Ahead of both festivals, you can watch both films here…
‘Belga Team’ 1986 Lombard RAC Metro 6R4 t-shirt design added to the Classics Driven range – because you asked!
After the overwhelming response to the Clan Crusader t-shirt designs, a number of you have suggested various other cars to feature. One which keeps cropping up is the Metro 6R4 – British Leyland’s Group B adventurer which never quite made the cut against its contemporaries, but has arguably outshone them since in the affection of rally fans past and present.
I always start with the question “what would I like myself?” and there was only really one answer to kick us off. So I’m really pleased to announce a new t-shirt design – it’s a re-imagined team shirt from the 1986 Lombard RAC Rally, when Marc Duez took on the establishment in the Belga Team Metro, and with it introduced one of the most stunning Group B liveries there ever was.
I’m testing the water with this design, and if it’s popular I may well add others. For more information, click the button below.
The April issue of Complete Kit Car Magazine features a certain brown Clan Crusader that you might recognise from the Classics Driven website and blog, here’s how to get your hands on a copy!
The Clan Crusader project is about more than just a classic car – this is an important mission designed to raise the profile of this fascinating British sports car, and tell its inspiring motorsport stories.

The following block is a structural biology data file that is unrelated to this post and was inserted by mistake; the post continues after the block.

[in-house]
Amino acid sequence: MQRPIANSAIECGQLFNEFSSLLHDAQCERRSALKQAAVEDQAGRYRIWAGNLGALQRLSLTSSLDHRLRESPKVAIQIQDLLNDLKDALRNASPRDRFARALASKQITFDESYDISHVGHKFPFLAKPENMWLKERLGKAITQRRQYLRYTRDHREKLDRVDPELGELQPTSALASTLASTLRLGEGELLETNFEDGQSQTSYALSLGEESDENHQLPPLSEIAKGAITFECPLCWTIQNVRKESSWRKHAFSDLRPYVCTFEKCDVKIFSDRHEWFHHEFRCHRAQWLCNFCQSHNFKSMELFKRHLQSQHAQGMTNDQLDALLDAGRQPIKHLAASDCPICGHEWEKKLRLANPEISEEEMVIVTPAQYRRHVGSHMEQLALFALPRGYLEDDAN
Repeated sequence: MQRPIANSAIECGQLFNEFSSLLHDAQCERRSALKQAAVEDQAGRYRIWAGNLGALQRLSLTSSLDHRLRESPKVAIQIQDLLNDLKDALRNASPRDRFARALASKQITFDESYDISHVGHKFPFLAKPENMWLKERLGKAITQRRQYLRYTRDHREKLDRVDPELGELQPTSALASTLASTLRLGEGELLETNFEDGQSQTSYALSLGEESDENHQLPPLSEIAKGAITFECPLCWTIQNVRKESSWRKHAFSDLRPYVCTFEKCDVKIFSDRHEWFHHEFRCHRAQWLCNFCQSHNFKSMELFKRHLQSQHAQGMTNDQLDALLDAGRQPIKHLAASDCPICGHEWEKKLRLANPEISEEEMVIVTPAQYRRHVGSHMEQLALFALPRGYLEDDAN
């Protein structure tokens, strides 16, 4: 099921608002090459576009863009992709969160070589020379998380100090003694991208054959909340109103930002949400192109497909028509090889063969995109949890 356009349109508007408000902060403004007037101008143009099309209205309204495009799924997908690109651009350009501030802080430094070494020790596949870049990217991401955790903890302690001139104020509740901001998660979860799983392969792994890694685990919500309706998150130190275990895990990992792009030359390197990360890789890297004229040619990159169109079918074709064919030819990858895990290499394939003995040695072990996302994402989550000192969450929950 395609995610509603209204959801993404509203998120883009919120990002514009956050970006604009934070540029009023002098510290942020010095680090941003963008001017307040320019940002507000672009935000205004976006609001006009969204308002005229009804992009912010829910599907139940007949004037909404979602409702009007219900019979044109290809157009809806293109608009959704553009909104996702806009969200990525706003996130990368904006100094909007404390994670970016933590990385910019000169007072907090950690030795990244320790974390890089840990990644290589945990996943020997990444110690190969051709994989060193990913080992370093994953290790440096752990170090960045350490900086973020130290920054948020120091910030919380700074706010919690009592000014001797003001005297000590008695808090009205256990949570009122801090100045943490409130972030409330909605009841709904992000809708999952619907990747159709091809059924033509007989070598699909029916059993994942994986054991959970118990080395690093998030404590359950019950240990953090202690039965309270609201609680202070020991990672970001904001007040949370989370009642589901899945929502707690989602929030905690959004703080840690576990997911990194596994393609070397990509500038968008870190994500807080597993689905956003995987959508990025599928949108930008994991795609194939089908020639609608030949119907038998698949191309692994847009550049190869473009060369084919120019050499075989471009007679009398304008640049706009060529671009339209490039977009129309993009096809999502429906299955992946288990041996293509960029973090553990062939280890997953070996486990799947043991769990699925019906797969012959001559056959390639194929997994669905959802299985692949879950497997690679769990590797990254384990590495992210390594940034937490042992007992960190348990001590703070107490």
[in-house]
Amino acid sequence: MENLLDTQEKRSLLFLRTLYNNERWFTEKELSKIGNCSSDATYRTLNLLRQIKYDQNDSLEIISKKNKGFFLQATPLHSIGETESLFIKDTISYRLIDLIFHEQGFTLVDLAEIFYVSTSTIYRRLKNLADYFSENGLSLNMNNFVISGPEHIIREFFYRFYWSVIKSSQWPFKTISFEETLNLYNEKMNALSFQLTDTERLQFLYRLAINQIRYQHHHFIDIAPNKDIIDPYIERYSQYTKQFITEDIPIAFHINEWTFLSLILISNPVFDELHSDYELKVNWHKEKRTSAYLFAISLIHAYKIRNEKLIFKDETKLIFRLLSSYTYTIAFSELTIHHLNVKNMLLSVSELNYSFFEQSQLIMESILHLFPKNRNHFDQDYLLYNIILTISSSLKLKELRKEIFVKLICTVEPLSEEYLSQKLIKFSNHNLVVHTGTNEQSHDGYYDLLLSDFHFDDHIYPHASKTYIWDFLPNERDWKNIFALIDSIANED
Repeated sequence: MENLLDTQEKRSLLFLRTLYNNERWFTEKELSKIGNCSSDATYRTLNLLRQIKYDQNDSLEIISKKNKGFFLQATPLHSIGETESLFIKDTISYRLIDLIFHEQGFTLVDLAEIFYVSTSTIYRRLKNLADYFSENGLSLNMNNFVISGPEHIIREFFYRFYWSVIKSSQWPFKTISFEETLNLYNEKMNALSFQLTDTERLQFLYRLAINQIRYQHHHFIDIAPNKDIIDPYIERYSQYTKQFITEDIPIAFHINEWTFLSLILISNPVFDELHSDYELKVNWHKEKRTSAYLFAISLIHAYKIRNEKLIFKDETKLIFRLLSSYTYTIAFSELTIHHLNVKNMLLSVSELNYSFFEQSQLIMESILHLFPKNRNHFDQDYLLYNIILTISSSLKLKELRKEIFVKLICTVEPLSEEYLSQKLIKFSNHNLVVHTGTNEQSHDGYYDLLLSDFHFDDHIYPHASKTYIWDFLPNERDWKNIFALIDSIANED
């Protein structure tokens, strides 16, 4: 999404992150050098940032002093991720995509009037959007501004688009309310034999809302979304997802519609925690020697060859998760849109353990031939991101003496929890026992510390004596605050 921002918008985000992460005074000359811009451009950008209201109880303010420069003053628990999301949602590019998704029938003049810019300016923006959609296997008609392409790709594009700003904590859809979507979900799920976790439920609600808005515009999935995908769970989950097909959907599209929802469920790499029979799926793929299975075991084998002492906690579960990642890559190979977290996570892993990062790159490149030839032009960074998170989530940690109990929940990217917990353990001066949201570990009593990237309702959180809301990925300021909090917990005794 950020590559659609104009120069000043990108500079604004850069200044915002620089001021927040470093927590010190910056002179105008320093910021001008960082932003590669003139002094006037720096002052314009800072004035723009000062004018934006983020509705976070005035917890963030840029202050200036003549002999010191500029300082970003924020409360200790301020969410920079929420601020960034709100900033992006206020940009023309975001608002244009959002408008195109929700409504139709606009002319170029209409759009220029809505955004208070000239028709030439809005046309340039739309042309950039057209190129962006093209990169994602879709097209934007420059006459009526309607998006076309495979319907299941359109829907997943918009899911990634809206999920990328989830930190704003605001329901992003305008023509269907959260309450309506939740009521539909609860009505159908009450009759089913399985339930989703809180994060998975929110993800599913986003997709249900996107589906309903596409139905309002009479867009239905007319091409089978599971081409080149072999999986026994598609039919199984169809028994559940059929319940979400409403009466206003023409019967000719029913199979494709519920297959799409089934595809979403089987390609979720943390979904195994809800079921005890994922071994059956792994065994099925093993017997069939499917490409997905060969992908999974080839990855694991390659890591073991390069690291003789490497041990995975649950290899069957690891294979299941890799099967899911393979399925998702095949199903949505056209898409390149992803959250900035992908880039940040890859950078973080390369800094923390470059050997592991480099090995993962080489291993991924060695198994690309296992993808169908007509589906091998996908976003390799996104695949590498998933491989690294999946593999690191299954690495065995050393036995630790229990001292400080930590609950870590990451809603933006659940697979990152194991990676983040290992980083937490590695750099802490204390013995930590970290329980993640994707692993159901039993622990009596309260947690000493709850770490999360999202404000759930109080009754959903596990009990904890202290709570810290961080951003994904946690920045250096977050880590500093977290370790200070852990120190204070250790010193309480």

The Clan Crusader is an often overlooked classic, but the 1970s Imp based sports car is not short of kitsch, retro appeal. Jack Wood meets owner Paul Woodford who is on a mission to broaden the car’s appeal by bringing it to the attention of a new generation of car enthusiasts.
Complete Kit Car Magazine, April 2021
The magazine charts the adventure of Paul Woodford and the brown Clan Crusader, and tells the story of this low volume production sports car that is fast becoming a sound classic car investment.
For more information, and to order your copy of the magazine with FREE postage, click HERE.
This is the story of a fairytale rally victory on the formidable Tour of Mull, a gruelling day and night rally that in 1972 would see Alan Conley and Crawford Dunn emerge victorious in the litte-known Clan Crusader despite fierce competition.
What made Conley’s victory even more remarkable, was that the Clan had made its competition debut just a month earlier, before the factory development car took an impressive second overall on the Manx International Trophy Rally behind Roger Clark’s works Escort three weeks ahead of Conley lining up in this – the first of the ‘factory’ Clan rally cars – in Tobermory.
Classics Driven is now home to an original series of Clan Crusader themed content and memorabilia.
The Clan Crusader is a little-known, low volume British sports car produced in the North East of England from 1971 to 1973.
As classic car stories go, the Clan Motor Company is a good one – Lotus employees leaving to set up their own composite monocoque sports car, iconic giant-killing rally victories and intrigue from start to finish.